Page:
Really interesting read
http://www.mirror.co.uk/sport/football/ ... ow-6645547
Rick Parry lifts the lid on how Hicks and Gillett fended off wealthy Dubai investors to buy Liverpool
14:21, 16 Oct 2015
Updated 18:02, 16 Oct 2015
By Andy Kelly
Former Reds chief Parry reveals how then-principal LFC shareholder David Moores shook hands on a deal with DIC but was forced to walk away from it
Ill-fated reign: Tom Hicks and George Gillett
Rick Parry has revealed how George Gillett and Tom Hicks fended off wealthy Dubai investors to buy Liverpool.
Parry has spoken of how then-principal LFC shareholder David Moores shook hands on a deal with Dubai International Capital (DIC) but was eventually forced to walk away from it, reports the Liverpool Echo.
It was the arrival of Roman Abramovich at Chelsea and the need for a new stadium generating significantly improved levels of revenue that had convinced David Moores that outside investment was needed into Liverpool.
And Parry, who was Reds chief executive from 1998 to 2009,was always keen that Dubai was the place to look for it.
Parry said: “I was always keen on the idea of investment from Dubai, on the basis I’d been there a lot, I knew quite a few people there, quite a lot of the high ranking people there, within the Jumeirah Hotels group for instance, were big Liverpool fans.
“Every time you’d visit Dubai it had changed, they’d built half a city, so you think these are the kind of people that get things done.
“And we had quite a few false starts with people claiming they could introduce us to senior Sheikhs and it turned out they couldn’t and mythical interest.
“It wasn’t that uncommon to go for two days and come back not having met anyone at all. We spent so much time kissing frogs and wasting time.”
We first met DIC in Istanbul
It was Liverpool’s famous Champions League triumph in 2005 which allowed the club to solidify interest from the Middle East, says the former Anfield supremo.
“One of my very good friends was going to come to the Champions League final in 2005, but couldn’t get his son out of school and asked ‘would it be OK to give my ticket to the guy who runs DIC’?
“I said absolutely, he sounds like just the fella we ought to be meeting. I made contact with him in Istanbul. The thing that was always a concern with DIC – and this isn’t just with hindsight, it was a concern at the time – was that the amazing thing about Dubai is the speed with which everything happens and the breath-taking pace with which the city is transformed.
Clive Brunskill/Getty [IMG]
Lifting the lid: Former Reds chief Rick Parry
“Bearing in mind the first conversation was in Istanbul, we were still negotiating with DIC in February 2007. And if there’s real commitment from the top in Dubai things don’t take that long. They’d come, then they’d go, then they’d come back again with a slightly different deal and then they’d go again.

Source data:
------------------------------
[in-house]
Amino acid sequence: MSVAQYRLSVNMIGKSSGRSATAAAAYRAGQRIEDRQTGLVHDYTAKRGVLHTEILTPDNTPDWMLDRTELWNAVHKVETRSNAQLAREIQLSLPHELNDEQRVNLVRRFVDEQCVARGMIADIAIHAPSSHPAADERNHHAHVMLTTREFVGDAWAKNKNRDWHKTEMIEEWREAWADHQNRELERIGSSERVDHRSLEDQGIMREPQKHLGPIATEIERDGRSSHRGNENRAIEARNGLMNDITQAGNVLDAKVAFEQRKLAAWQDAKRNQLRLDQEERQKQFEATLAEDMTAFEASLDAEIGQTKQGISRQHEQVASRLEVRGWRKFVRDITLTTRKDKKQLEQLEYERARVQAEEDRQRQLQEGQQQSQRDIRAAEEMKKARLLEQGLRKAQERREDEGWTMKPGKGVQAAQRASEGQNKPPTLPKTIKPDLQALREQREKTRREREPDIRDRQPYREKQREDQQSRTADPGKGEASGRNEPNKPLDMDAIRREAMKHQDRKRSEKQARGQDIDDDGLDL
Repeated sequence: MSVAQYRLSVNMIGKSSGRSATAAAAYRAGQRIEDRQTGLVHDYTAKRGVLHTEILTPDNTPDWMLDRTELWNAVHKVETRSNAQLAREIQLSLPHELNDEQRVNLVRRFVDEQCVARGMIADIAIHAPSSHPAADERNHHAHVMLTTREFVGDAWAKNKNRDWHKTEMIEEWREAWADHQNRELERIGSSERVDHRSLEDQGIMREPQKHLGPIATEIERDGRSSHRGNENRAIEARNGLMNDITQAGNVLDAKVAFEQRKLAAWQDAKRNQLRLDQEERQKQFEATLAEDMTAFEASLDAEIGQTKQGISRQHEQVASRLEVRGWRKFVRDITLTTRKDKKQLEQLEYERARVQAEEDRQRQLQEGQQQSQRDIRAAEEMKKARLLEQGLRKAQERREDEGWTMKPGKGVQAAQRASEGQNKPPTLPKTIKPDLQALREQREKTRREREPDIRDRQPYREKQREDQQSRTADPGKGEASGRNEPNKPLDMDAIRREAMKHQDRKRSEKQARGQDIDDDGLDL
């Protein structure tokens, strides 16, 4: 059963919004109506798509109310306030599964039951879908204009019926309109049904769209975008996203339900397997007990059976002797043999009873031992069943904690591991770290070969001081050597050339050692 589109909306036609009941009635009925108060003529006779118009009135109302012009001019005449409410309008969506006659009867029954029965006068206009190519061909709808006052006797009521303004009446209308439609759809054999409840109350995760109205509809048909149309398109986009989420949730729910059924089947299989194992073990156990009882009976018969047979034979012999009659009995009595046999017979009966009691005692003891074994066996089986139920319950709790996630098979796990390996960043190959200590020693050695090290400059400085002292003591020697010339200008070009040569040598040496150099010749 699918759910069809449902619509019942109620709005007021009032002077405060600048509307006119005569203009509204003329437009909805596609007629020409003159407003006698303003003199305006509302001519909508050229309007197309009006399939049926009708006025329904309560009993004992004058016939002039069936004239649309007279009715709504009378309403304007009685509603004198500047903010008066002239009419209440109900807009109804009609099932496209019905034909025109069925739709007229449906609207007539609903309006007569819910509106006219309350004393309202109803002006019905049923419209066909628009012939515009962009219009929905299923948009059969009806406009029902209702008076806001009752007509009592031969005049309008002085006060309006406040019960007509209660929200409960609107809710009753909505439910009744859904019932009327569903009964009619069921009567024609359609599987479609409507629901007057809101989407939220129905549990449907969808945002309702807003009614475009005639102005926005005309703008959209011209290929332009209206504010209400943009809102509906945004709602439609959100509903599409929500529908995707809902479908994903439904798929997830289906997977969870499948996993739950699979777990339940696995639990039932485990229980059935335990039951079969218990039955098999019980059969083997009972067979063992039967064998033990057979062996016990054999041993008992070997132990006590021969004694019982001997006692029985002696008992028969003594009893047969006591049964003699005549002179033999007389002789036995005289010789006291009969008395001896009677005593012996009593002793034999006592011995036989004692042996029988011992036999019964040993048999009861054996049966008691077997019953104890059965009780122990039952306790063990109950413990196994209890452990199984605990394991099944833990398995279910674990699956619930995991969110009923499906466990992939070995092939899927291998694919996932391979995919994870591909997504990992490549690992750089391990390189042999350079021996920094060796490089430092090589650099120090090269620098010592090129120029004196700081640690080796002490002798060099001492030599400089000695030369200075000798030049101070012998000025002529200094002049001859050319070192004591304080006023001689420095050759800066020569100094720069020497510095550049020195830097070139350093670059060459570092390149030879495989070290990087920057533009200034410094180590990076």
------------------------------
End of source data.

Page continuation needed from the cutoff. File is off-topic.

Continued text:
“By December 2006 when they finally come back and say ‘here’s a deal’ and David said it’s acceptable, they’d been working with us for 18 months.”
The need to work in the January transfer window of 2007 as well as progress the stadium meant Liverpool were keen for DIC to increase the speed at which they were moving.
We needed steel for the stadium and to act in the transfer window - but DIC still wavered
Parry said: “We accepted their bid early December (2006) and we said there’s a transfer window coming up, there is steel to be ordered for the stadium, this all has to be signed, sealed and delivered by the 31st of December.
“You can’t possibly need much time for due diligence because what else is there to do, you’ve been pouring all over the club for 18 months, you've got all the financial models.
“They said that would be fine. As we now know, we then got into February, we’d missed the transfer window, and we’d got really exposed over a steel order.”
The Liverpool board was frustrated and becoming increasingly anxious about whether DIC would move forward at the necessary pace.
Stuart Franklin/Getty [IMG]
Rafael Benitez and Parry watch on from the sidelines
Parry recalled: “We had a board meeting in late January 2007 and – it sounds crazy now – but we were racing to get the stadium built, delivered and in place by 2009 and of course, there’s a real critical (time) path to do that.
“And if we were to have any chance of hitting the close season, we were told we had to order the steel, about £10m worth, in the January. And still DIC hadn’t completed.
“And we spoke to their number two guy to try to push things along. We said ‘we’ve got a board meeting, we need to discuss the steel order, what’s the board to do about the steel’?
“And he said ‘we’ll underwrite it, don’t worry, go ahead, order it and tell the board that DIC is underwriting the steel’.
This wasn't feeling like Dubai and David Moores had to lend us the money to buy Dirk Kuyt